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How to use it: Best applied at night to start, and eventually increased to twice daily for maximum effects. During the day, pair with sunscreen as the ingredient can cause sun sensitivity.
4. Kojic Acid
Kojic acid (derived from mushrooms or fermented rice) is commonly used in skin lighteners, and best used in conjunction with hydroquinone for maximum results. “It works by suppressing a key factor in the activity of the pigment cells,” says dermatologist and founder of Derma di Colore Carlos Charles, M.D. “The risk commonly associated with topical kojic acid is allergic dermatitis, and that is why it is primarily found in relatively low concentrations.” Those with sensitive skin should opt for small doses during nighttime only since inflammation and irritation can be side effects. Also, don’t expect speedy results—it can take several months to see improvement of hyperpigmentation with the use of topical kojic acid.
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How to use it: Nighttime only to dark spots or areas of concern only.
Lasers are the most expensive, yet most impactful treatment to reduce dark spots. “These use a focused beam of light that has a specific target or chromophore (pigment) to break up and eliminate the pigment particles in the skin,” explains Cook-Bolden. “IPL (intense pulsed light) can treat unwanted pigmentation. However, it delivers less focused light and may have an unwanted effect on the surrounding skin, especially in darker or tanned skin.”
The ideal laser treatment for hyperpigmentation will provide a cooling blast (or at least limit the amount of heat generated). Ask your dermatologist or laser technician if the laser they’re using treats at a rapid rate with a focused beam, like the The Lightpod Neo laser by Aerolase. This type of laser will help avoid an inflammatory response, burns, or collateral damage, according to Cook-Bolden.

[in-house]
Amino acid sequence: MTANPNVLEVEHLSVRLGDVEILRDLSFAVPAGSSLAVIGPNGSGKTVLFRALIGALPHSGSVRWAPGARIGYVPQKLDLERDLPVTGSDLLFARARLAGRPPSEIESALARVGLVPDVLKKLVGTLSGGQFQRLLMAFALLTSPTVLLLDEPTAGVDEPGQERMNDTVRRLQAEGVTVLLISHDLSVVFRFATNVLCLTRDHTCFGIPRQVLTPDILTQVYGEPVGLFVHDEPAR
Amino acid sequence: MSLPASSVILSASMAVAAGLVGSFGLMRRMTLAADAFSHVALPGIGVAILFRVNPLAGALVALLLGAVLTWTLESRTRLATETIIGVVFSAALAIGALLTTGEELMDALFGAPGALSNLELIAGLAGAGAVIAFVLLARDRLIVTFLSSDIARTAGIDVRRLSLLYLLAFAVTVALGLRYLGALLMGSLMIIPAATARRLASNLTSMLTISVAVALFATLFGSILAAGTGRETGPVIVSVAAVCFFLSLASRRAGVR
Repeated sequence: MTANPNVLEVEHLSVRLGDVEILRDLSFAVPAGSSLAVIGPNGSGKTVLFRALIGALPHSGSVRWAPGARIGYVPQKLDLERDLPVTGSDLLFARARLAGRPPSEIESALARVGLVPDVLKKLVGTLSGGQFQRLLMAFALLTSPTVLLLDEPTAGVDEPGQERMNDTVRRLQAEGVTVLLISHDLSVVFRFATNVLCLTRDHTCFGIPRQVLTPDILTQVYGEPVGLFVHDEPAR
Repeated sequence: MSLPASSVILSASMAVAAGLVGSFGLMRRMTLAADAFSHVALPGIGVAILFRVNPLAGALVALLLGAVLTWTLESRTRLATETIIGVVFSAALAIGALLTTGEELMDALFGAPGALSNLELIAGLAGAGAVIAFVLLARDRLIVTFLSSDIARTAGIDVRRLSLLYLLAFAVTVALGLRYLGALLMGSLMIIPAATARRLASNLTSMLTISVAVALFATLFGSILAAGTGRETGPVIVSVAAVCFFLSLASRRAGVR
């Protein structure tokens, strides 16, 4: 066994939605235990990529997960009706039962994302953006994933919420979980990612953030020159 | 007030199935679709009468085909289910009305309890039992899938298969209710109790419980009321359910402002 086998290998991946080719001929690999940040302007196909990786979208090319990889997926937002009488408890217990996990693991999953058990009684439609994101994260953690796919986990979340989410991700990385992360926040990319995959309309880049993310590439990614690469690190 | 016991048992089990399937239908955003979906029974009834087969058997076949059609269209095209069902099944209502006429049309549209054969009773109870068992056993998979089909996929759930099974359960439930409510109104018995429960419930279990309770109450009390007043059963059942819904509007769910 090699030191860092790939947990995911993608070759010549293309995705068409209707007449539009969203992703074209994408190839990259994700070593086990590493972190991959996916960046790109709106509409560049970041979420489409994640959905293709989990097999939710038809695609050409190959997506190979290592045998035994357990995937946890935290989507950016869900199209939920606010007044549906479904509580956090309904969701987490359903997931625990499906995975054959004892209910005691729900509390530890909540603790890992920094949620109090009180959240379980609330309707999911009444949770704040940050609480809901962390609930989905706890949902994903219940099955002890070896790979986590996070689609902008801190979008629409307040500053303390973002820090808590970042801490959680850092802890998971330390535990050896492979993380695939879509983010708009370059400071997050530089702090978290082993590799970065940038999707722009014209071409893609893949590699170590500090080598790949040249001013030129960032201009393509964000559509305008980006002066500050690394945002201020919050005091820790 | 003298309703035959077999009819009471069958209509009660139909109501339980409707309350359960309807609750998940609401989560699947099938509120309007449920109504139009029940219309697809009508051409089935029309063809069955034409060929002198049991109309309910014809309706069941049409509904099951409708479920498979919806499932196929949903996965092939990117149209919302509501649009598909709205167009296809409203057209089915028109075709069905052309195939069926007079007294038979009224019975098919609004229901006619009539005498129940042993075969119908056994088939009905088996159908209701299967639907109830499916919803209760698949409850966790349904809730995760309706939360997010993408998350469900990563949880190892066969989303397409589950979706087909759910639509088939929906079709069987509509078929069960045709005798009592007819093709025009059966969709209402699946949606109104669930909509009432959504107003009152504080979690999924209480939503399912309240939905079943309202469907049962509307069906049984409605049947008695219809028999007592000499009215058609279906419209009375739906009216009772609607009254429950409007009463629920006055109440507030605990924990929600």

Derm tip: Anticipate 1-6 treatments (possibly more) every 3-4 weeks, in-office only.
6. Chemical Peels
Exfoliating treatments like chemical peels remove the upper layers of dead skin helping to reduce the dull appearance of the skin so that it reflects light better and appears to glow, explains Jamal. “Over time, these treatments can stimulate collagen production, enhance cellular turnover, and reduce the appearance of dark spots,” he says, but beware a chemical peel that is too powerful, which can burn the skin. Common active ingredients in pro-grade peels include glycolic, mandelic, salicylic, and lactic acids, along with trichloroacetic acid. Jamal adds that while at-home peels are available, they are more likely to slough off dead skin rather than lighten dark spots.
Derm tip: Typically 3 to 6 treatments (possibly more) every 3-4 weeks is needed to see results. Note: Deeper peels have greater risks but may only require 1-2 treatments.
Microdermabrasion is another well-known exfoliating treatment for hyperpigmentation that uses tiny particles to sand away dead skin. Cook-Bolden describes microdermabrasion as a “non-chemical procedure that’s non-ablative, which means it does not destroy skin tissue, and therefore does not require significant recovery time.” Microdermabrasion is best for milder hyperpigmentation conditions, since the results are modest in terms of improving the appearance of skin discoloration.
Derm tip: Usually dermatologists recommend 3 to 6 treatments (possibly more) every 2-4 weeks.
Consider this a treatment not for the faint of heart. Performed using a medical-grade, stainless steel roller covered with hundreds of tiny spikes, the tool creates a series of micro-injuries in effort to rebuild the skin collagen production along with elasticity. While many at-home versions exist, Doft recommends having your physician control the level of penetration—think half a millimeter to 2.5 millimeters.
For best results, microneedling is often combined with topical treatments. “Once the skin barrier is opened, it is also possible to infuse ingredients known to lighten the skin like vitamin C,” says Doft. Dermatologists might also use platelet-rich plasma (PRP), a special wound healing serum, or a hyaluronic acid-vitamin C compound to help with hyperpigmentation, especially in darker skin tones. She does note there is a potential risk of scarring from microneedling services if they are performed too aggressively. “Darker skinned patients may also find that they become more pigmented,” she adds. “But [when done correctly] you will see a brighter complexion by the next week after treatment.”
Derm tip: Expect to do three treatments (possibly more) every 6 weeks with a dermatologist.